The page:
Besides, they add randomness which has no place in tournament play.
 

JesiahTEG

Smash Master
Joined
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Why do smashboard TOs have to provide the proof? It's the SRK community who is going against the set community standard.

SRK should provide the proof.
I agree with Kirbstir.

Furthermore, without trying to sound elitist at all, I feel most of the more experienced members in the competitive smash community, perhaps the back room members, should speak with whoever is in charge in Evo. (Mr. Wizard I think his name might be idk) Smash really is a completely different concept than all other fighting games, which is my main argument for why our community should be listened to and our ideas taken into account much more heavily than people over at SRK. I feel our back room members would be qualified enough to speak with whoever is in charge of smash @ evo, rather than our entire community.

Not to put the community down, but really we have some...people that don't know what they are talking about. Even me, I'll admit it. Although I have ideas for which stages should be banned, items etc., my experience just doesn't hold up to more knowledgeable members. This is why I'd prefer to leave this in the hands of more experienced members. I don't see why the back room just doesn't handle this...That's what it's there for, right?
 
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Avoid him and wait for an item to drop. If you do that without items you're a loser and you'll get killed eventually.

Besides, they add randomness which has no place in tournament play.
Alright. Lets say you do this. Lets say we're on FD (stage doesn't matter, just easier to illustrate). You want to "camp" items by avoiding me. So you wait over on the right side of the stage, expecting me to give chase so you can then run to the other side. Tell me now, why I should go to you? You are now positioning yourself in one location, whereas I have access to the rest of the stage. Because items don't spawn in set locations in set intervals, you have now cut yourself off from the items, not camped them, as I have no reason to bother with you if you are wanting to "avoid me". You won't be getting the items because while you're avoiding me, I'm keeping you at a position so you're still in this mindset of avoiding me while still managing the rest of the stage.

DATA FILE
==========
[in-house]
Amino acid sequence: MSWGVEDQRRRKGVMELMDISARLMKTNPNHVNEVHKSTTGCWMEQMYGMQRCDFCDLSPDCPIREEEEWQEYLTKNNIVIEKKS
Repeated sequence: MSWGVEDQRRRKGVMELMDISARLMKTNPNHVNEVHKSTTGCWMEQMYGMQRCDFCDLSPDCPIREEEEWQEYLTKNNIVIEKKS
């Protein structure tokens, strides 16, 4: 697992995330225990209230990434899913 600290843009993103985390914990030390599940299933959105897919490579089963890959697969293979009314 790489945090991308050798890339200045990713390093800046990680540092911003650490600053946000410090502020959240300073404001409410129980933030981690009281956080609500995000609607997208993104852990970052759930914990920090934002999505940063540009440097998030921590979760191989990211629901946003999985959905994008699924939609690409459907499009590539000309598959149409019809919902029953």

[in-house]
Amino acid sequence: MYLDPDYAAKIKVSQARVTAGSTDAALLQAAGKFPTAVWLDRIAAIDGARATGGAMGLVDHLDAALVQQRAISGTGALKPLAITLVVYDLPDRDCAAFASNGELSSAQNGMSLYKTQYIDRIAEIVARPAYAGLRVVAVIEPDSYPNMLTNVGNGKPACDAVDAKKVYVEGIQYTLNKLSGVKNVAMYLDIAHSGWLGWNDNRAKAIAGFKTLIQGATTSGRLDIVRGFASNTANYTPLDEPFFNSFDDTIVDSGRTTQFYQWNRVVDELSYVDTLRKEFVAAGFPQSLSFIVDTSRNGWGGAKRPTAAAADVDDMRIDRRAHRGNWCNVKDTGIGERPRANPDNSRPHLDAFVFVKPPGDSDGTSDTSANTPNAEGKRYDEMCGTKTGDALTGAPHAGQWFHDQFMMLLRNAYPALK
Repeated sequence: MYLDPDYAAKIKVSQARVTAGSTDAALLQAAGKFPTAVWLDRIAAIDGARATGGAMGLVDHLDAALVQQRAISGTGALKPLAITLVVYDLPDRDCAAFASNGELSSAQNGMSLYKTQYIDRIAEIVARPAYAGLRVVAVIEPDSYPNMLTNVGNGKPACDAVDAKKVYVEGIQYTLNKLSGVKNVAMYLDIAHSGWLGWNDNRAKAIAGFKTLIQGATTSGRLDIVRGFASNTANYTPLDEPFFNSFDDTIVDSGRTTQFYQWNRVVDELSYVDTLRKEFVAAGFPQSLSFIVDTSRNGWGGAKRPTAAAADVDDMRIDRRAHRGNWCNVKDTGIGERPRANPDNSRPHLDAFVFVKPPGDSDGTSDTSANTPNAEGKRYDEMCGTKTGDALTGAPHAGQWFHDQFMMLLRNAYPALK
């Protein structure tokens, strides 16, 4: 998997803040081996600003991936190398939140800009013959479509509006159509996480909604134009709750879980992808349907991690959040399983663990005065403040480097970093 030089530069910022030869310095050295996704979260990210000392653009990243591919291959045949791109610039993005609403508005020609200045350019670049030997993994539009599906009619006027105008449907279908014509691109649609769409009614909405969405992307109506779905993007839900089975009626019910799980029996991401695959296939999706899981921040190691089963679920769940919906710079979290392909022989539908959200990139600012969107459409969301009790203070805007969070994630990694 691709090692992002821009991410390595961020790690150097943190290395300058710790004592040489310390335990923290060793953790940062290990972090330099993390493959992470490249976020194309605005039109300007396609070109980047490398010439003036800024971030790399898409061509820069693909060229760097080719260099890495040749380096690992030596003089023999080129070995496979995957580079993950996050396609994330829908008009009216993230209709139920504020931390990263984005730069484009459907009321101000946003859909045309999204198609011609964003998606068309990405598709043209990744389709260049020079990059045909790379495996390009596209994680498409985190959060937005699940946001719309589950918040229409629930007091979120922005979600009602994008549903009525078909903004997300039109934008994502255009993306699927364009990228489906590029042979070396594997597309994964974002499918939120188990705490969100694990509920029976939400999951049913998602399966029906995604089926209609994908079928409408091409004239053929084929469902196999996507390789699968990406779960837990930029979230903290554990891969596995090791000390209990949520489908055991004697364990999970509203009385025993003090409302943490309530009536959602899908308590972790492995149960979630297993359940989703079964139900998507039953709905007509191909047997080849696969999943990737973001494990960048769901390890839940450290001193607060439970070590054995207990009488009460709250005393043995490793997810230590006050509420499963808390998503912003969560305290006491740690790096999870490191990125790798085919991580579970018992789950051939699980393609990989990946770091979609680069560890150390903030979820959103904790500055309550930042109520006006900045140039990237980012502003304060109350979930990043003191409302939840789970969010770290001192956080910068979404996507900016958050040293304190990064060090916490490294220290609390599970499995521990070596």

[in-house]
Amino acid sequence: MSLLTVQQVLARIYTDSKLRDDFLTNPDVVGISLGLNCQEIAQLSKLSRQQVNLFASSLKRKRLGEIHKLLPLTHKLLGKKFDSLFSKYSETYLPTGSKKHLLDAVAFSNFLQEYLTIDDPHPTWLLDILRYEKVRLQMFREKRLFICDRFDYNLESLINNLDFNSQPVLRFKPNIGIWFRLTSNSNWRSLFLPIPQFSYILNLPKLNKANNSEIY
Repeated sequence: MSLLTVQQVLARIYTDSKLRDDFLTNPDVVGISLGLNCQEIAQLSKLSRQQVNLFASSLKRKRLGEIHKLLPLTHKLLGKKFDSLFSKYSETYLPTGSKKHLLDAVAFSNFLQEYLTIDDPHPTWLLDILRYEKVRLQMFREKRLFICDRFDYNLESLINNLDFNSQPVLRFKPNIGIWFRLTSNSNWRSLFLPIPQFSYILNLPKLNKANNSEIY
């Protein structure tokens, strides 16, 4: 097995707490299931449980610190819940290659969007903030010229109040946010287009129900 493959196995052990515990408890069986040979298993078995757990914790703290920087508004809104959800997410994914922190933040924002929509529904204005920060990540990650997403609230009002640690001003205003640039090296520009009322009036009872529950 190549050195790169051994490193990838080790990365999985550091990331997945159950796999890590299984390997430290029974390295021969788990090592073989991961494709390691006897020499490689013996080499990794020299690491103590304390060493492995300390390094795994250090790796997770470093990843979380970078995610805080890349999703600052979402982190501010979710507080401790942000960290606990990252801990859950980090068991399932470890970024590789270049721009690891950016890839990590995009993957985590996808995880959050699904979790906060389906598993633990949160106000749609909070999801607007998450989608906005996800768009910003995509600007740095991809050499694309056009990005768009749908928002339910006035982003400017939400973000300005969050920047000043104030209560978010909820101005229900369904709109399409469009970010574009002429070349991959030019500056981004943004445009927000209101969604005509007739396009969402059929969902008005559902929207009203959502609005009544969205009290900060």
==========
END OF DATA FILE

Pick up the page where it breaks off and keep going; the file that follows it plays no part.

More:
This is where the key in strategy lies in item usage. You can't camp the items themselves, only locations on the stage. With items in play, this puts people who camp locations at a disadvantage, due to the fact they're only controlling a small portion of the stage while their opponent has free reign over everything else. That player that has been camping now has to go on the offensive or just get every item he could have had by not camping brought to him in ways he really doesn't want to have happen.
 

DarkBlade77

Smash Rookie
Joined
Mar 17, 2008
Messages
8
How many times do I have to say it? We have no reason to prove it, when we already have.

And don't come back to me saying "Brawl is not melee". Metagame has nothing to do with it. No one here is saying that allowing items won't open up a whole new metagame that may or may not be tournament worthy. No one here is saying that there are no new technical and strategic uses behind items that are worth exploring in the tournament scene.

The issue is as I've stated in my last post: you cannot tell me that there will never be a time when a random item appears at just the right moment to turn the balance of the match in favor of someone else, having nothing to do with either player's skill level.

That is the real issue here.
Personally, I don't think your issue is as relevant as you make it sound. There are plenty of factors in fighting games--and in Brawl--that are intrinsically tied into the system that are just as random in determining a match's outcome as items--even at high-level play. A definitive decision between two equally skilled players in a match proves that they were not equally skilled in the first place. That should occur regardless of the presence of minor random factors such as items.

I was going to post a long counter-diatribe, but then I realized I was getting ahead of myself and that my personal opinion as to why items should be looked at differs from the reason why they are currently not being banned for EVO.

So I'll make this my last post. EVO is not held to any standards but their own when they make a tournament. (Hint: you people saying 'SRK should provide proof' and 'smashboards should determine SFIV ruleset at EVO' are wasting everbody's time, just about as much as the people saying 'SRK wants to keep items in because they're random'.) They choose to adopt rulesets based on results--not theories, not logical assumptions, not 'what community pushes what ruleset'. The last part only appears to be such because certain large focused communities like Smashboards are where the most discussion and exchange of information regarding official matches and their results take place--so usually those communities have plenty of proof to provide with the ruleset they may or may not recommend.

No, Tekken Zaibatsu doesn't push rulesets for Tekken 6 based on how Tekken 5 played out. DOAC doesn't slap the rules from DOA3 to DOA4 without testing first either. And finally, neither of these communities have a 'right' that they press on the EVO community that isn't solid proof. Smashboards is no exception. Disabling items wholesale, whether you're in favor of it or not, is a huge change to how both Brawl and Melee play. There is definitive proof in Melee to ban items in Melee. It's up to you to find and display that proof in Brawl to the EVO committee if you want items to be banned in Brawl.